Report brings to the surface the growing global problem of marine litter
From discarded fishing gear to plastic bags to cigarette butts, a growing tide of marine litter is harming oceans and beaches worldwide, says a new report.
The report, the first-ever attempt to take stock of the marine litter situation in the 12 major regional seas around the world, was launched on World Oceans Day by the UN Environment Programme (UNEP) and Ocean Conservancy.
Achim Steiner, UN Under-Secretary-General and UNEP Executive Director, said:
'Marine litter is symptomatic of a wider malaise: namely the wasteful use and persistent poor management of natural resources. The plastic bags, bottles and other debris piling up in the oceans and seas could be dramatically reduced by improved waste reduction, waste management and recycling initiatives'.
'Some of the litter, like thin film single use plastic bags which choke marine life, should be banned or phased-out rapidly everywhere-there is simply zero justification for manufacturing them anymore, anywhere. Other waste can be cut by boosting public awareness, and proposing an array of economic incentives and smart market mechanisms that tip the balance in favor of recycling, reducing or re-use rather than dumping into the sea,' he said.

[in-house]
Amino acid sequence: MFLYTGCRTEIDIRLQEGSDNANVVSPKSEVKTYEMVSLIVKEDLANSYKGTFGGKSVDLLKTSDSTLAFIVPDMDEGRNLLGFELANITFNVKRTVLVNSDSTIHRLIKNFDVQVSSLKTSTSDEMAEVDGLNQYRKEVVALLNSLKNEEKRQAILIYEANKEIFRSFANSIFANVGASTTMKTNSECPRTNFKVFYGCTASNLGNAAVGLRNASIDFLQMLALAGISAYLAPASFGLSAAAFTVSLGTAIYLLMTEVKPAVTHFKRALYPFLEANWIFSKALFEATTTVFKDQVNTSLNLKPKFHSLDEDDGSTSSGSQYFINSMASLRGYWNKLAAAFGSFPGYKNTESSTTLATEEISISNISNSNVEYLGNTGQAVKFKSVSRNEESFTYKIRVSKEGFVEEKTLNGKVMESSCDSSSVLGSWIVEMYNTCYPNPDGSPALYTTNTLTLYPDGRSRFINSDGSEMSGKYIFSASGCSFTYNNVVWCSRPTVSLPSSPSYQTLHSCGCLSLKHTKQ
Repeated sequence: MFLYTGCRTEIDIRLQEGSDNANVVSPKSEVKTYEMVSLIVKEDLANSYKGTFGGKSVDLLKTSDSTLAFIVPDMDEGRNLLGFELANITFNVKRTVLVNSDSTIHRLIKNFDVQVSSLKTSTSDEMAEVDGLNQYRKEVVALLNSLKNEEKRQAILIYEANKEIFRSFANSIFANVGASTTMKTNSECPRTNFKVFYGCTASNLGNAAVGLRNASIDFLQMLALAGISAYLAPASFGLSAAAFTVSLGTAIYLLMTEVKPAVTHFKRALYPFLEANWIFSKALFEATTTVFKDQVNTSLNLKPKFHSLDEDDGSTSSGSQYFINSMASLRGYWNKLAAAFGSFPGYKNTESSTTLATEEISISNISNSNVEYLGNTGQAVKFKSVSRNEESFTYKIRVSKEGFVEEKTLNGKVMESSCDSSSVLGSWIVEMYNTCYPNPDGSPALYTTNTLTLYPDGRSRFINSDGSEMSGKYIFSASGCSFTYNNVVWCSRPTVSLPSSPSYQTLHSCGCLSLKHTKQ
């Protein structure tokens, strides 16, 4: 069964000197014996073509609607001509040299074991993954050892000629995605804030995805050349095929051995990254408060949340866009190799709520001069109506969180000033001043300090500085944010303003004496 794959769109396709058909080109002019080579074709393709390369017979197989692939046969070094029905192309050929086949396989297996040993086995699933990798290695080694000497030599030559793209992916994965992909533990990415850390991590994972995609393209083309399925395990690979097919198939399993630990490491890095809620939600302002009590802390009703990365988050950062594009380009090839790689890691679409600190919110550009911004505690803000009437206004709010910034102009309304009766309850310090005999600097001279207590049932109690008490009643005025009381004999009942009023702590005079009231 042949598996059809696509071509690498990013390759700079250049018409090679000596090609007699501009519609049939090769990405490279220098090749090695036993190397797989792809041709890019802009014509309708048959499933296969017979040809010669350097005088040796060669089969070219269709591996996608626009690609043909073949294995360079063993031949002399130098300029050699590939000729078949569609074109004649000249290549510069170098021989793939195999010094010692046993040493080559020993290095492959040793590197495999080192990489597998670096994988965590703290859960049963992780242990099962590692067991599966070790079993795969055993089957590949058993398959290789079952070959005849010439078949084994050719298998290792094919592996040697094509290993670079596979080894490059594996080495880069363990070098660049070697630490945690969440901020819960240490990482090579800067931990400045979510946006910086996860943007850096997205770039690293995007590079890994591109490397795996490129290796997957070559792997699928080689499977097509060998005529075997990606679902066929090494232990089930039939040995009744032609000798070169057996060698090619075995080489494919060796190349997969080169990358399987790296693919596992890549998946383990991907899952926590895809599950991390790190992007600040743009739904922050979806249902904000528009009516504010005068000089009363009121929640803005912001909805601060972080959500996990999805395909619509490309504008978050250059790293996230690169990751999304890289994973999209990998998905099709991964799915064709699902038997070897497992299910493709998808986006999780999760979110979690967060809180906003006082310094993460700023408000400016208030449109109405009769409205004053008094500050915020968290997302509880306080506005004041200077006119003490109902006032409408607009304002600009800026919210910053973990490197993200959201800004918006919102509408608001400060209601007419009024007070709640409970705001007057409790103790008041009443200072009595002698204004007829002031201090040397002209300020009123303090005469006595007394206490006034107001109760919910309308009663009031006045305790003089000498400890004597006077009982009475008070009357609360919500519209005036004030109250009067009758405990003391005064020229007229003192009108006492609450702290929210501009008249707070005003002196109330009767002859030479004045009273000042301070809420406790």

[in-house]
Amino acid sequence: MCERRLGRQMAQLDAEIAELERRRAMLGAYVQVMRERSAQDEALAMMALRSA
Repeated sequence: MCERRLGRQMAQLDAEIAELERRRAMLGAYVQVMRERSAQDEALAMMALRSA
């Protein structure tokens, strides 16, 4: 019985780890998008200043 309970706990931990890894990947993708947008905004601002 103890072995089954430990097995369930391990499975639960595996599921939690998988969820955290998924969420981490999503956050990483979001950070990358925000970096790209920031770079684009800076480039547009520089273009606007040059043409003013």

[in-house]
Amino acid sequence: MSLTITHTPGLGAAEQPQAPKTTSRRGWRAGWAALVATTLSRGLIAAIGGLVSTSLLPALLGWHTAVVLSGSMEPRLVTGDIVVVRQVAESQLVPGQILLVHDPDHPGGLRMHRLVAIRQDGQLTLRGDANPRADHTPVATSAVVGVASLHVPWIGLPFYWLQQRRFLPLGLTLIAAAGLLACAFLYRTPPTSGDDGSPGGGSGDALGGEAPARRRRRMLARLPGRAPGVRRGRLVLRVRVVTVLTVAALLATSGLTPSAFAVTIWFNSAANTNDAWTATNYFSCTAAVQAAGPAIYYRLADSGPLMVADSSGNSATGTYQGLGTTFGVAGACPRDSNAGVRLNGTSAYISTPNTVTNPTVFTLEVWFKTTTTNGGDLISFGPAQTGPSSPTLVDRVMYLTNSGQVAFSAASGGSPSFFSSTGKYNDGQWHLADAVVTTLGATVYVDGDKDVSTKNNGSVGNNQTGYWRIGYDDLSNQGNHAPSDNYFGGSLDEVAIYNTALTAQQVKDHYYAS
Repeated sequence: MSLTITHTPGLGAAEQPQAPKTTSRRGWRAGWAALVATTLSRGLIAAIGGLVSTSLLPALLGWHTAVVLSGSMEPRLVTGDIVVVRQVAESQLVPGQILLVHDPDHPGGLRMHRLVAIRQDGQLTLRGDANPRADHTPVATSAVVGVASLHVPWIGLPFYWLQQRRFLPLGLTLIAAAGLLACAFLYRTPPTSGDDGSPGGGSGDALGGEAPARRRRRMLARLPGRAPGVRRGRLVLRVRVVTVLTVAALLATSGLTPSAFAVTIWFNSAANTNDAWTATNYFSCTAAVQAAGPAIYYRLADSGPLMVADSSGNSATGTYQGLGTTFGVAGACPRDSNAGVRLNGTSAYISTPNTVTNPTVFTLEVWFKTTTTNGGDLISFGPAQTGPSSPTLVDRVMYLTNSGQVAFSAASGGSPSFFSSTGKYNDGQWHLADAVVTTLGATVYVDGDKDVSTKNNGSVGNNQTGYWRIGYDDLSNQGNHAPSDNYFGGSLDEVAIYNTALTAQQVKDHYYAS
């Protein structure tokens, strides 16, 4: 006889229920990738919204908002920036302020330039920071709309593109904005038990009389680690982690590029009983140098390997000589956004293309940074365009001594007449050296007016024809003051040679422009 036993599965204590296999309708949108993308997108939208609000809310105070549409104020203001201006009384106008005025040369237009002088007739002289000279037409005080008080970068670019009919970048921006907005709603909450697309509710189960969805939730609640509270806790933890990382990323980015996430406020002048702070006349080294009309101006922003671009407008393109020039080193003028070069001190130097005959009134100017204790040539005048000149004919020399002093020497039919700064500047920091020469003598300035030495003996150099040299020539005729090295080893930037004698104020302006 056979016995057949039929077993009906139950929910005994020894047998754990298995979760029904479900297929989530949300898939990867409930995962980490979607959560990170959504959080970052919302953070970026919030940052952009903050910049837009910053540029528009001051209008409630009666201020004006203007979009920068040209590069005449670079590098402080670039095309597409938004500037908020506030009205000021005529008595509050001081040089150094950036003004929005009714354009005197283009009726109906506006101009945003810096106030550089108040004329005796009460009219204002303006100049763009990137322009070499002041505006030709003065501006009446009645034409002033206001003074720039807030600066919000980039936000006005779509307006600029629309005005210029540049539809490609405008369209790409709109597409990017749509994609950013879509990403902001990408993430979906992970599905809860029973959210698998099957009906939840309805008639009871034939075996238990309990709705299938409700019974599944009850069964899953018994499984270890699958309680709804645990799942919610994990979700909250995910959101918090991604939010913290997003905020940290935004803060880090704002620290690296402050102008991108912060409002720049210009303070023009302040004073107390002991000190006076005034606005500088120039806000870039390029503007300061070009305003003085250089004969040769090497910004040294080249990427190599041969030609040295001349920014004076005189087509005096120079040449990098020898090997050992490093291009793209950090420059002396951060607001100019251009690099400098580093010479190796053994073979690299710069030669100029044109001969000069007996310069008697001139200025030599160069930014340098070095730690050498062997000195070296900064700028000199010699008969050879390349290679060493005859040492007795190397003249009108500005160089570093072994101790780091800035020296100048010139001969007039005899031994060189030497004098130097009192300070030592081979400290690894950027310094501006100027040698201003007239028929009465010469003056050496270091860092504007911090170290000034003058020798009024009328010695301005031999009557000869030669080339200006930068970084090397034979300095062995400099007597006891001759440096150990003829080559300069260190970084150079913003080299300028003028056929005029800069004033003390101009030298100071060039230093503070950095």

The report's findings indicate that despite several international, regional and national efforts to reverse marine pollution, alarming quantities of rubbish thrown out to sea continue to endanger people's safety and health, entrap wildlife, damage nautical equipment and deface coastal areas around the world.
'This report is a reminder that carelessness and indifference is proving deadly for our oceans and its inhabitants,' says Philippe Cousteau, CEO of EarthEcho International and Ocean Conservancy board member. 'Offered here are more than mere facts and figures. The time for action is now, and true change will require taking a bold and courageous stand. There are solutions that everyone, everywhere in the world, can adopt to make a positive difference for our water planet.'